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Perpetual Travelers
Old 07-01-2015, 11:28 AM   #1
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Perpetual Travelers

The term PT is often used for retirees that are just restless and wanting to explore the world. Yet it seems that that condition also applies to younger people:
Young people on the go

Some of my retired friends are perpetual cruisers while others have RVs that keep them on the move. This seems to be a universal phenomenon among some of our peers.

Discuss.
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Old 07-01-2015, 11:37 AM   #2
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Back 10 years ago, when I was first contemplating ER, I heard about PT and thought it would be an adventurous life and exciting. And now, I know it is not for me. Even RV'ing, which is a lot more comfortable to me compared to living out of backpacks, I can do only a few months at a time. I need to have a permanent place to go back to.

Not too many can be PT, or even full-time RV'ers forever. I have followed a few full-time RV'er blogs, and quite a few quit suddenly, sold their RV and settled down.
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Old 07-01-2015, 12:23 PM   #3
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DW's idea of [a few years of] [near-]perpetual travel is a bit different than those folks'.

Although, that would enable us to quit the "OMY *3"! :-)
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Old 07-01-2015, 12:44 PM   #4
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This lifestyle has never appealed to me. I love to travel but I also love to come home.
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Old 07-01-2015, 01:47 PM   #5
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We just recently took a 7 week trip in our RV after retiring in Feb. We discovered we do not want to be full time rvers. 2 or 3 weeks at a time but then back home for some real r & r. Just our two cents.
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Old 07-01-2015, 01:57 PM   #6
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Interesting article. I have a read who hopped a freight train in her 20's... She just did one multi-state round trip. (No addiction to it, as the article suggests is possible.) She's an artist and it was one of her go-to stories/memories.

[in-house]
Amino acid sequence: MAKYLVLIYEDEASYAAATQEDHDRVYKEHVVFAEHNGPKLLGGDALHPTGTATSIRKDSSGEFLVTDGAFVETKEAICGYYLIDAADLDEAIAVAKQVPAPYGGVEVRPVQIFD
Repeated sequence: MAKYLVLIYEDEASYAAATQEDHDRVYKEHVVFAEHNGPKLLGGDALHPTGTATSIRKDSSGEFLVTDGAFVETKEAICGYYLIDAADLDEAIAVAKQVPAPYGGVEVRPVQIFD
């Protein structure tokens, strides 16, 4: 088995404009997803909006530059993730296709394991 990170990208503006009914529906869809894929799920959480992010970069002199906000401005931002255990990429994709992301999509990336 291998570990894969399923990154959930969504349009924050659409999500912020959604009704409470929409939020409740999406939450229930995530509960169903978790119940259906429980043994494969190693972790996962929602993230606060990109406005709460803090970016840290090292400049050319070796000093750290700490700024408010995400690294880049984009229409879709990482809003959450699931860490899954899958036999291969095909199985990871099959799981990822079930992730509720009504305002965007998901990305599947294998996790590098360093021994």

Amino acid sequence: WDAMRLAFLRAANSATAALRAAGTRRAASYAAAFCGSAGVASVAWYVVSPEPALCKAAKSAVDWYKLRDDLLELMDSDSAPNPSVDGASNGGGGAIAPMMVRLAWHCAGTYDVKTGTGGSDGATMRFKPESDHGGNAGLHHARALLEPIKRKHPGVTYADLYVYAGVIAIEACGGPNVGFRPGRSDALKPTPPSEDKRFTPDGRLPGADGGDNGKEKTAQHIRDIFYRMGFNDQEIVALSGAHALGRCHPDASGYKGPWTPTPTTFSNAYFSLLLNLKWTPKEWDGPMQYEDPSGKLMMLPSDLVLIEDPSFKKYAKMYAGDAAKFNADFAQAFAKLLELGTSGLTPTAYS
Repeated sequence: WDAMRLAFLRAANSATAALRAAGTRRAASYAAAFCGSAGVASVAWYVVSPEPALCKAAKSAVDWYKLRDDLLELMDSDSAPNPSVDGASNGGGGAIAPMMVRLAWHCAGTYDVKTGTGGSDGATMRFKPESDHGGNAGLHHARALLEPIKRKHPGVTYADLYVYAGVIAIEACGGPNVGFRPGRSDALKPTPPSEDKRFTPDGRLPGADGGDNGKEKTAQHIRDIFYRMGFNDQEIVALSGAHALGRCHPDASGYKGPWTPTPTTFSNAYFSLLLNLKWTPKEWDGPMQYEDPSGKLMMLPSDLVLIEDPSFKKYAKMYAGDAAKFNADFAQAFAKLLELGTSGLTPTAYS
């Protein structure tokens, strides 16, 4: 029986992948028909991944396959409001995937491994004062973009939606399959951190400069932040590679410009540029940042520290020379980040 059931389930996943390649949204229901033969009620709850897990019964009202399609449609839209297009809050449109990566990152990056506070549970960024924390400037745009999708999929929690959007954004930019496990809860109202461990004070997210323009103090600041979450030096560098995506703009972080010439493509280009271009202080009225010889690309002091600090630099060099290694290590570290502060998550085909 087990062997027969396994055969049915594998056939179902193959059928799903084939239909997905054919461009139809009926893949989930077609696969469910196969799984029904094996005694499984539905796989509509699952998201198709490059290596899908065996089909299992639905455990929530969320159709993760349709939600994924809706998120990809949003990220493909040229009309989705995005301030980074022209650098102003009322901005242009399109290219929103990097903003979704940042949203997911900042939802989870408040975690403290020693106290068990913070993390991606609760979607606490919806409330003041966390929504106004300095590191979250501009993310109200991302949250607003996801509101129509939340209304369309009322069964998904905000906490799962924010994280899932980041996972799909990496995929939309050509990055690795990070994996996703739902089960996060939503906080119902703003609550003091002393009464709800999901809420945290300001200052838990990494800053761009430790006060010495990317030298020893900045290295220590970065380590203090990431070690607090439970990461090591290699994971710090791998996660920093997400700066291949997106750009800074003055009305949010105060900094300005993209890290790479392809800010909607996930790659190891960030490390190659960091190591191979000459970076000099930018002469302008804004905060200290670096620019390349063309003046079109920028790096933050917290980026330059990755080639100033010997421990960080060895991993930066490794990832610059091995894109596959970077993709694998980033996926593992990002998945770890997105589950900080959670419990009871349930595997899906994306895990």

I'd rather ride in 2nd class on the train (current extended travel mode.) I'm too much of a control freak to just go "where-ever".
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Old 07-01-2015, 02:02 PM   #7
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Originally Posted by kimcdougc View Post
We just recently took a 7 week trip in our RV after retiring in Feb. We discovered we do not want to be full time rvers. 2 or 3 weeks at a time but then back home for some real r & r. Just our two cents.
+1

We've learned that after 3-4 weeks we're ready to head back home.
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Old 07-01-2015, 02:03 PM   #8
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An inexact definition of the term, but DW & I require our pied--terre when each session's travel is complete.
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Old 07-01-2015, 04:01 PM   #9
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Originally Posted by kimcdougc View Post
We just recently took a 7 week trip in our RV after retiring in Feb. We discovered we do not want to be full time rvers. 2 or 3 weeks at a time but then back home for some real r & r. Just our two cents.

Reminds of when I was working and the children were young and involved in their pursuits. After a weekend of driving them around from event to event, I looked forward to going back to work on Monday so I could relax.
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Old 07-01-2015, 04:30 PM   #10
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Travel is my greatest addiction, historically, though not the sort described in the OP's article about the young travelers.

Have never been gone for longer than 5 weeks and, after that, was glad to be home for awhile. A major motivation for ER was to have more time and freedom to travel in the off-season. I am hooked on seeing the typical historical and lit-oriented tourist sites, wherever I go. And the friend I usually travel with agrees that now, in our advancing decades, we enjoy the creature comforts that come with traveling in a more "mature" manner.

Which does surprise both her and I. During college, back in the '70's, she and I dreamed of hopping the rails (as per the OP's article), but did hear how dangerous it was......and neither of us was into any forms of alternative lifestyles. We just wanted to see the world before settling down at the ripe old ages of 24.

So, as most grads did back then, we found jobs in our fields. To celebrate we each bought a one-month Ameripass, allowing us to travel anywhere we wanted by Greyhound for a month. We did it in the summer of '76 (with our obligatory backpacks), the Bicentennial. What a blast: 4th of July fireworks over North Platte, NE; standing at the Lincoln Memorial watching Elizabeth II and Prince Phillip walk by; showing up at Grand Central in NYC at 4 AM. The adventures went on and on.

Now we listen to Rick Steves and enjoy his recs. But we're also getting interested in Globus (who does all the planning and "hard work" of a trip).

We used to think we were adventurers. Now we are just tired and need a vacation.

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Old 07-01-2015, 06:06 PM   #11
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When I was 25 years old, I quit my job and embarked on an open-ended bicycle trip which took me to 3 continents and lasted 14 months (during 6 months in the middle, I was mostly not biking and stayed put overseas).